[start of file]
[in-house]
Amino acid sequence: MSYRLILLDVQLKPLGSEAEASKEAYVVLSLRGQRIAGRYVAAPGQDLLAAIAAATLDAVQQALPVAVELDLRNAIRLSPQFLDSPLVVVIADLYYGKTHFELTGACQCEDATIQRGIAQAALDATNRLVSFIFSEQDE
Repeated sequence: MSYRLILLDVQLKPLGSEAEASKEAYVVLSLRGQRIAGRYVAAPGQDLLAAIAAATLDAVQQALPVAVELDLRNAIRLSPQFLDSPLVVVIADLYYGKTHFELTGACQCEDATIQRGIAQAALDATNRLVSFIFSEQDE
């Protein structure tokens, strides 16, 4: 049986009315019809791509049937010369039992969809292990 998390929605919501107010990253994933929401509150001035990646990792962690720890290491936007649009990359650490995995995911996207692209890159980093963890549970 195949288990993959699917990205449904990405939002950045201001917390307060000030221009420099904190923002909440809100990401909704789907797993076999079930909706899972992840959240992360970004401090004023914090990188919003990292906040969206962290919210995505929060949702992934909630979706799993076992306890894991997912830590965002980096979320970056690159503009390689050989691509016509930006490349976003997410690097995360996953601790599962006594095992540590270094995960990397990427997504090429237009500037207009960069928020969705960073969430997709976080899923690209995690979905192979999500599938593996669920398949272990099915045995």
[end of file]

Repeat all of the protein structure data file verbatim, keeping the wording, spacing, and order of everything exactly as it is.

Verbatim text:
[in-house]
Amino acid sequence: MSYRLILLDVQLKPLGSEAEASKEAYVVLSLRGQRIAGRYVAAPGQDLLAAIAAATLDAVQQALPVAVELDLRNAIRLSPQFLDSPLVVVIADLYYGKTHFELTGACQCEDATIQRGIAQAALDATNRLVSFIFSEQDE
Repeated sequence: MSYRLILLDVQLKPLGSEAEASKEAYVVLSLRGQRIAGRYVAAPGQDLLAAIAAATLDAVQQALPVAVELDLRNAIRLSPQFLDSPLVVVIADLYYGKTHFELTGACQCEDATIQRGIAQAALDATNRLVSFIFSEQDE
């Protein structure tokens, strides 16, 4: 049986009315019809791509049937010369039992969809292990 998390929605919501107010990253994933929401509150001035990646990792962690720890290491936007649009990359650490995995995911996207692209890159980093963890549970 195949288990993959699917990205449904990405939002950045201001917390307060000030221009420099904190923002909440809100990401909704789907797993076999079930909706899972992840959240992360970004401090004023914090990188919003990292906040969206962290919210995505929060949702992934909630979706799993076992306890894991997912830590965002980096979320970056690159503009390689050989691509016509930006490349976003997410690097995360996953601790599962006594095992540590270094995960990397990427997504090429237009500037207009960069928020969705960073969430997709976080899923690209995690979905192979999500599938593996669920398949272990099915045995």